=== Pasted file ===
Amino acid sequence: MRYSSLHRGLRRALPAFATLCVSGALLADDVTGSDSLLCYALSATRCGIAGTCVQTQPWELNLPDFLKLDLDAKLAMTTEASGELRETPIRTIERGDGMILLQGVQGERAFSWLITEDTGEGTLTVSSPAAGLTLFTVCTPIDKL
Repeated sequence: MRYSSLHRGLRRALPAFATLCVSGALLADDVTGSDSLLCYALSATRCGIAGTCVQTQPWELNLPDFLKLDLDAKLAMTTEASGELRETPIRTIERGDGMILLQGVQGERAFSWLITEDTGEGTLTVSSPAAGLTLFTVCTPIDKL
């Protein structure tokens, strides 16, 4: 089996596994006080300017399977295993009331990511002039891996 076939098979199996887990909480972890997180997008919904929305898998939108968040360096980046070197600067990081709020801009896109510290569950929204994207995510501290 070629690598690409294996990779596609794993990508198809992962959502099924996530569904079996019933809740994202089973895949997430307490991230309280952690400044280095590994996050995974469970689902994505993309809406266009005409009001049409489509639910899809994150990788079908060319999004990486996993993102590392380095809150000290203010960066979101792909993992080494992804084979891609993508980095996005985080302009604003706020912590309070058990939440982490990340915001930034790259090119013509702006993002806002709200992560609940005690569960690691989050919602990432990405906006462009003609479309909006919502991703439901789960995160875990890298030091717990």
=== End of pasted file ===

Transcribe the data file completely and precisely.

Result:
Amino acid sequence: MRYSSLHRGLRRALPAFATLCVSGALLADDVTGSDSLLCYALSATRCGIAGTCVQTQPWELNLPDFLKLDLDAKLAMTTEASGELRETPIRTIERGDGMILLQGVQGERAFSWLITEDTGEGTLTVSSPAAGLTLFTVCTPIDKL
Repeated sequence: MRYSSLHRGLRRALPAFATLCVSGALLADDVTGSDSLLCYALSATRCGIAGTCVQTQPWELNLPDFLKLDLDAKLAMTTEASGELRETPIRTIERGDGMILLQGVQGERAFSWLITEDTGEGTLTVSSPAAGLTLFTVCTPIDKL
């Protein structure tokens, strides 16, 4: 089996596994006080300017399977295993009331990511002039891996 076939098979199996887990909480972890997180997008919904929305898998939108968040360096980046070197600067990081709020801009896109510290569950929204994207995510501290 070629690598690409294996990779596609794993990508198809992962959502099924996530569904079996019933809740994202089973895949997430307490991230309280952690400044280095590994996050995974469970689902994505993309809406266009005409009001049409489509639910899809994150990788079908060319999004990486996993993102590392380095809150000290203010960066979101792909993992080494992804084979891609993508980095996005985080302009604003706020912590309070058990939440982490990340915001930034790259090119013509702006993002806002709200992560609940005690569960690691989050919602990432990405906006462009003609479309909006919502991703439901789960995160875990890298030091717990």